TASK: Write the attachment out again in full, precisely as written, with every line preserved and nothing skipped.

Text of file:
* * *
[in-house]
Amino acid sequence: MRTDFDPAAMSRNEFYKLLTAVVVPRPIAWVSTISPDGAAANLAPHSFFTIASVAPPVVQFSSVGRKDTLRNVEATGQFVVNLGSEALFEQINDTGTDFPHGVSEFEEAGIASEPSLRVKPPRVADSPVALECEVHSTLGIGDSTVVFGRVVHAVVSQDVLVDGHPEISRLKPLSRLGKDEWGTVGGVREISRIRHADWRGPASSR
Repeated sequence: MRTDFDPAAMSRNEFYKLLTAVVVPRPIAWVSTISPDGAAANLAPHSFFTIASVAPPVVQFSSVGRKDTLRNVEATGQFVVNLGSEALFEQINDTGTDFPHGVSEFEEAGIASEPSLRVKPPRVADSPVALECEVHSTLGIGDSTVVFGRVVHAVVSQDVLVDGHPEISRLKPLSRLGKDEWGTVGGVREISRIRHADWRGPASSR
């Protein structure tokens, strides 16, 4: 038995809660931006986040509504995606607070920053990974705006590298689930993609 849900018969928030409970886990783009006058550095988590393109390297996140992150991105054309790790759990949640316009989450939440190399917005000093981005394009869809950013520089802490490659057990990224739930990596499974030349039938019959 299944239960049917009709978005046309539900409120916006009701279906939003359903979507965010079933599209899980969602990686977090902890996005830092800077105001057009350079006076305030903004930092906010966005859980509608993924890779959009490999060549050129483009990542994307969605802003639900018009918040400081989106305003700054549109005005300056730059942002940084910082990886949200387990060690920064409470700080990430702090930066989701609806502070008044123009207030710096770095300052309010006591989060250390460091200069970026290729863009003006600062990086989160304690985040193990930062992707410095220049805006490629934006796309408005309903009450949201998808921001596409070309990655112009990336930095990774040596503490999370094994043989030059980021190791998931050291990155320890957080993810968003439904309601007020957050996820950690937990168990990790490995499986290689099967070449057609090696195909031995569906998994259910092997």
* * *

[in-house]
Amino acid sequence: MRTDFDPAAMSRNEFYKLLTAVVVPRPIAWVSTISPDGAAANLAPHSFFTIASVAPPVVQFSSVGRKDTLRNVEATGQFVVNLGSEALFEQINDTGTDFPHGVSEFEEAGIASEPSLRVKPPRVADSPVALECEVHSTLGIGDSTVVFGRVVHAVVSQDVLVDGHPEISRLKPLSRLGKDEWGTVGGVREISRIRHADWRGPASSR
Repeated sequence: MRTDFDPAAMSRNEFYKLLTAVVVPRPIAWVSTISPDGAAANLAPHSFFTIASVAPPVVQFSSVGRKDTLRNVEATGQFVVNLGSEALFEQINDTGTDFPHGVSEFEEAGIASEPSLRVKPPRVADSPVALECEVHSTLGIGDSTVVFGRVVHAVVSQDVLVDGHPEISRLKPLSRLGKDEWGTVGGVREISRIRHADWRGPASSR
């Protein structure tokens, strides 16, 4: 038995809660931006986040509504995606607070920053990974705006590298689930993609 849900018969928030409970886990783009006058550095988590393109390297996140992150991105054309790790759990949640316009989450939440190399917005000093981005394009869809950013520089802490490659057990990224739930990596499974030349039938019959 299944239960049917009709978005046309539900409120916006009701279906939003359903979507965010079933599209899980969602990686977090902890996005830092800077105001057009350079006076305030903004930092906010966005859980509608993924890779959009490999060549050129483009990542994307969605802003639900018009918040400081989106305003700054549109005005300056730059942002940084910082990886949200387990060690920064409470700080990430702090930066989701609806502070008044123009207030710096770095300052309010006591989060250390460091200069970026290729863009003006600062990086989160304690985040193990930062992707410095220049805006490629934006796309408005309903009450949201998808921001596409070309990655112009990336930095990774040596503490999370094994043989030059980021190791998931050291990155320890957080993810968003439904309601007020957050996820950690937990168990990790490995499986290689099967070449057609090696195909031995569906998994259910092997």